Rock 'n' Roll: for radio airplay, go to college | Calendar | Chicago Reader

Rock 'n' Roll: for radio airplay, go to college 

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Erich McMann's mission: to parlay his band Crickle's second full-length album recording on his own label, Paisley Cowboy Records, into a deal with a bigger, better-financed record company. His strategy: college radio.

"College radio is the last open frontier for new music," McMann says. "There are so many groups of talented musicians who make a demo, but nine times out of ten if they don't get a record deal you'll never hear them. But any group with 1,000 CDs and $1,000 in postage can get their music heard on college radio."

Ah, but this is only the latest step in McMann's quest for rock stardom.

On the night John Lennon was murdered, Crickle was playing a gig at Tuts (now Avalon Niteclub). In attendance was a booking agent with dollar signs for eyes spinning around in a slot-machine head. His pitch to McMann and bandmates went something like "Drop the originals, add more Beatles tunes, cut your hair like the Fab Four, and we'll all make a million."

McMann and company had been playing their own songs along with Beatles covers and other 60s stuff, and by now virtually impoverished, they took the bait.

"We were tired of hitchhiking and burning furniture for heat," McMann says. "So we sort of sold out artistically."

The first year or so, the band did well. "We were making big bucks playing two or three nights a week," McMann says. "But after a while, I realized we were treading water." Nearly five years after the birth of a compromised Crickle, McMann wanted to return to writing and recording original music. But he was alone in that inclination.

"In the intervening five years, the other group members lost interest in doing original music," McMann says. "They became accustomed to this B-level type of rock stardom, never practicing, and things just disintegrated. It was sad. . . . In the short term we capitalized on [Lennon's] death, but in the long term, that was the thing that killed us."

So in 1985 McMann quit the group he founded. The band had accumulated a wealth of light, sound, and transportation equipment over the years, and McMann used his share of the liquidation proceeds as a down payment on an eight-track tape recorder, on which he hoped to revive his musical vision.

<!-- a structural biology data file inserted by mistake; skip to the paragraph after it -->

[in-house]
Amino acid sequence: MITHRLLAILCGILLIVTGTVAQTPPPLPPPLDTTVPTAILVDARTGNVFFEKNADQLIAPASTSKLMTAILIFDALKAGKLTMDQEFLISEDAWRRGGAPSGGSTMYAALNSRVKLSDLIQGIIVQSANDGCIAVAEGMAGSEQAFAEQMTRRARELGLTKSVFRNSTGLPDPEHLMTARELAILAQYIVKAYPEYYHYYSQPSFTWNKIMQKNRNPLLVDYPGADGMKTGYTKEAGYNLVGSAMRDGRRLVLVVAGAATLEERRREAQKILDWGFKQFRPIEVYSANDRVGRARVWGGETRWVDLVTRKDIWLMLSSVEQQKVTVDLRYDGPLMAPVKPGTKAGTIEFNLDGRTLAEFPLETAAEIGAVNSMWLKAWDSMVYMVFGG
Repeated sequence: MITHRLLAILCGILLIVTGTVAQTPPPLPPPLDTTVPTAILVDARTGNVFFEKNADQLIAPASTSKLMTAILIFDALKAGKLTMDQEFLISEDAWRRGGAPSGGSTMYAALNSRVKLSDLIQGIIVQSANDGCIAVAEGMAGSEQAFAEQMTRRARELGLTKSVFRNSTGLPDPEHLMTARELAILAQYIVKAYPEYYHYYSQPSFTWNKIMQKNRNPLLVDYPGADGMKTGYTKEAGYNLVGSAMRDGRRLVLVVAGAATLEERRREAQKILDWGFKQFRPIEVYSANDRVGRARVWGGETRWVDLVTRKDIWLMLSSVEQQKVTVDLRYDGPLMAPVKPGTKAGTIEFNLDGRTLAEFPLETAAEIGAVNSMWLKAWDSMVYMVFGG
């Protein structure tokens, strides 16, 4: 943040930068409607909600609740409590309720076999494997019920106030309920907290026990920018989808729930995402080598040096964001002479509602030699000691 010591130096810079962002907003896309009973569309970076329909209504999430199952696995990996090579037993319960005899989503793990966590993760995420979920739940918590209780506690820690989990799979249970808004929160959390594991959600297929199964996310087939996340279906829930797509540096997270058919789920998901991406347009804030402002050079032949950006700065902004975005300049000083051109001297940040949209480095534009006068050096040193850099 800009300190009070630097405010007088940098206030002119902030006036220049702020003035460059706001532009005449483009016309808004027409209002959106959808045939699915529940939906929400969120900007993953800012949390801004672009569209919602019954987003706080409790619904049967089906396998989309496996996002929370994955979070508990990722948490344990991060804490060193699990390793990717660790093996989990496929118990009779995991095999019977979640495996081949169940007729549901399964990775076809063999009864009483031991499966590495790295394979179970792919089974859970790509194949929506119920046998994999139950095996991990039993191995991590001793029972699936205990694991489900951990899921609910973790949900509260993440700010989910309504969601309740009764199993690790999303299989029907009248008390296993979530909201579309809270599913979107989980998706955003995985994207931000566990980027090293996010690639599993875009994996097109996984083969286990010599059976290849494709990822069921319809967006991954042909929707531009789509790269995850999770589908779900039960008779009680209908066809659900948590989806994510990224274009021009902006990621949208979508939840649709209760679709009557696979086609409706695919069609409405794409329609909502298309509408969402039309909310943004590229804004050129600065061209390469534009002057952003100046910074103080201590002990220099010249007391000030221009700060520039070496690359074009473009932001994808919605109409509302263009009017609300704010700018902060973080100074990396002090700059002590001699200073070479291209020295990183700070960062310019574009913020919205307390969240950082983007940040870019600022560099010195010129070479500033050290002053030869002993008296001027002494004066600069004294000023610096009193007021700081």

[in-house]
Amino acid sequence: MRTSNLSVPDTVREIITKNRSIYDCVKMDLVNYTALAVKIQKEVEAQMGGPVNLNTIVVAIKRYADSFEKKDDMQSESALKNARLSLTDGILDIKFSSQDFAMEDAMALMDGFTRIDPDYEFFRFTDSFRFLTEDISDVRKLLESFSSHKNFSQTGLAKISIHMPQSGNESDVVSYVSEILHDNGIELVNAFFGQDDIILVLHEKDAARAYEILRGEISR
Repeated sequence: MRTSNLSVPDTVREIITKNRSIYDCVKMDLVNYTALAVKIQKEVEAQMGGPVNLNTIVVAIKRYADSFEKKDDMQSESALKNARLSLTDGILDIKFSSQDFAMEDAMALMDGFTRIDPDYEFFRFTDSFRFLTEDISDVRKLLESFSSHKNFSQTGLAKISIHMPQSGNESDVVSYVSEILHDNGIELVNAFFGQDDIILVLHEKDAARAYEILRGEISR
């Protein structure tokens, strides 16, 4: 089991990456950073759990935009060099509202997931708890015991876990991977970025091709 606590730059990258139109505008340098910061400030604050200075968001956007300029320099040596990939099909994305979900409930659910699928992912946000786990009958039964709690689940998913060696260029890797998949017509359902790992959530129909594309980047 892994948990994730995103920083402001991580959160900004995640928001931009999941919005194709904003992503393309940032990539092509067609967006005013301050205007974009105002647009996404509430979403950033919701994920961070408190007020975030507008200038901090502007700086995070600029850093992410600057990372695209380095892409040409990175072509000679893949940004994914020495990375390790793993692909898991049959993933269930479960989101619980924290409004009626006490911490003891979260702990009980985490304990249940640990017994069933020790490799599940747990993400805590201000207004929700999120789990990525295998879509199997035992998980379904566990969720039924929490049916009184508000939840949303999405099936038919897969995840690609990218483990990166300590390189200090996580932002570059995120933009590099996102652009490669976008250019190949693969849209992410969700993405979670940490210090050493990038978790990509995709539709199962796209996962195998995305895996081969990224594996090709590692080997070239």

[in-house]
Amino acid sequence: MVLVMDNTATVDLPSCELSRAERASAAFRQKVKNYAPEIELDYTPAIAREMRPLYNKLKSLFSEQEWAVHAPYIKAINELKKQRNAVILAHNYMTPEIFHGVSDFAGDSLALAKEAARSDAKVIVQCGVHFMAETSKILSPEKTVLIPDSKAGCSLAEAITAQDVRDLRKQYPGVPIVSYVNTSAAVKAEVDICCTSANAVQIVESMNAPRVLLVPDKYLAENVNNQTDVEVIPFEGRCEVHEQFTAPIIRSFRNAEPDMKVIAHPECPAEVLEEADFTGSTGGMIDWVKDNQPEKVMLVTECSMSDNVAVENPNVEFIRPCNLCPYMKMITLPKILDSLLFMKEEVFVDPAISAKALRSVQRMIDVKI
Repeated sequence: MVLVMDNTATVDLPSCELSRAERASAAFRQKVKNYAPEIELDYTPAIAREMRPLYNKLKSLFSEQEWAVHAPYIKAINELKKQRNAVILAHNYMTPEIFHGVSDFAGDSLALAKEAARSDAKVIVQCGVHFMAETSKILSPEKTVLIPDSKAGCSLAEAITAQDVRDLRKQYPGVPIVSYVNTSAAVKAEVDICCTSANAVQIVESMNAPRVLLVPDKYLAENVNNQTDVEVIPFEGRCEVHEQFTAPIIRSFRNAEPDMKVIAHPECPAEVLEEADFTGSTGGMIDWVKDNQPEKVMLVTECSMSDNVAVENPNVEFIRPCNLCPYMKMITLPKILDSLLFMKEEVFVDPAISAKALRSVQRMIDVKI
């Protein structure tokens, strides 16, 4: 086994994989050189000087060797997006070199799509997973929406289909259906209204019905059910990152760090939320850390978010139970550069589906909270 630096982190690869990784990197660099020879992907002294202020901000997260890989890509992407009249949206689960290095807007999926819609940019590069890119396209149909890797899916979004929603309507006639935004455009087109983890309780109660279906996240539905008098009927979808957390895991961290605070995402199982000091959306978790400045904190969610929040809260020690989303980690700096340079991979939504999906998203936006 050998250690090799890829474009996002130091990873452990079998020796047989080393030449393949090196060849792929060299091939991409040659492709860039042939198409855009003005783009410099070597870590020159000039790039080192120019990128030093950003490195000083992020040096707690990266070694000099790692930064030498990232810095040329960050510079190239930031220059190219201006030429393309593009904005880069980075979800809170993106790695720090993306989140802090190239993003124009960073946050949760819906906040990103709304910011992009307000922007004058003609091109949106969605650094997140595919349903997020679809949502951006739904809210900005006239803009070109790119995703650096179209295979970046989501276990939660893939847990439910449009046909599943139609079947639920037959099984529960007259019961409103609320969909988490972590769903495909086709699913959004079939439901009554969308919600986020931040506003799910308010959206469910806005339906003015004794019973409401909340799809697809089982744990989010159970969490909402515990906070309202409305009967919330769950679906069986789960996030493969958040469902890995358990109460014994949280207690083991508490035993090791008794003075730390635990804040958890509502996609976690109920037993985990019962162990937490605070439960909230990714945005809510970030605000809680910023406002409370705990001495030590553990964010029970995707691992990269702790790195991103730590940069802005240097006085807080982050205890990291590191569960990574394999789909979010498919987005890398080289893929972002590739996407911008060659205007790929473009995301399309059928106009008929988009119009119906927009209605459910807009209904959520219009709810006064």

"My utopian dream was to build a recording studio, earn enough money recording groups to live, pay the bills, and not have to work," McMann says. "I never wanted to work, I just wanted to rock."

And rock he did. McMann's affordable rates offered plenty of low-budget bands a chance to record, but earning the few hundred dollars a week he needed to live took up most of his time. He managed to record and send out a number of demo tapes, but they were routinely rejected, and the cost of making and mailing them was a drain on his meager finances. "I was just scraping by, stuck at a self-imposed poverty level."

At 25, McMann faced a reality check--he was going to have to get his first full-time job. He landed one as a groundsman with the Schaumburg Park District. These days he jokes that his record label should be called Schaumburg Park District Records because the steady paycheck continues to finance his musical endeavors.

"I was getting responses from record companies, but the dotted line was never signed," he says. "So many other people in groups were doing the same thing I was doing. But in 1987 or '88, record company guys started to feel sorry for me or something and said, 'Dude, you need to put out your own record.'"

In 1990, McMann borrowed $5,000 and with help from drummer Tim Rutkowski put together an album called Around & Around.

"Around & Around was basically all the material I'd sent to record companies the previous two years. I was bound and determined to put them out to prove they weren't bad songs, it was just the music industry."

Armed with 500 cassettes and 500 LPs, McMann managed to garner some college radio airplay, and they hooked up with guitarist Sean Fried and made the rounds of the college concert circuit. But a recording contract eluded them.

"I sort of mismanaged my 1,000 copies," McMann says. "It was a good learning experience, but I was disappointed when I sent out the last copy and realized we didn't get a record deal."

Undaunted, McMann segued into record number two last summer. McMann, Rutkowski, and Fried recorded and mixed Love over a six-month period. Whereas Around & Around was a country-tinged effort, Love is an eclectic mix that pays homage to 60s and 70s pop-rock. In February, McMann had 1,000 CDs in his hands and began his assault on college radio and music publications.

"I treat these CDs like each one is gold, not money. Every one is like a specific chance for airplay or a review," he says. "Unless we get significant airplay, there's no point to have them in stores.

By May, when school ends, that's when the record will have run its course--and we'll know if we're going to record for Paisley Cowboy or some other record company."

Art accompanying story in printed newspaper (not available in this archive): photos/Nuccio DiNuzzo.

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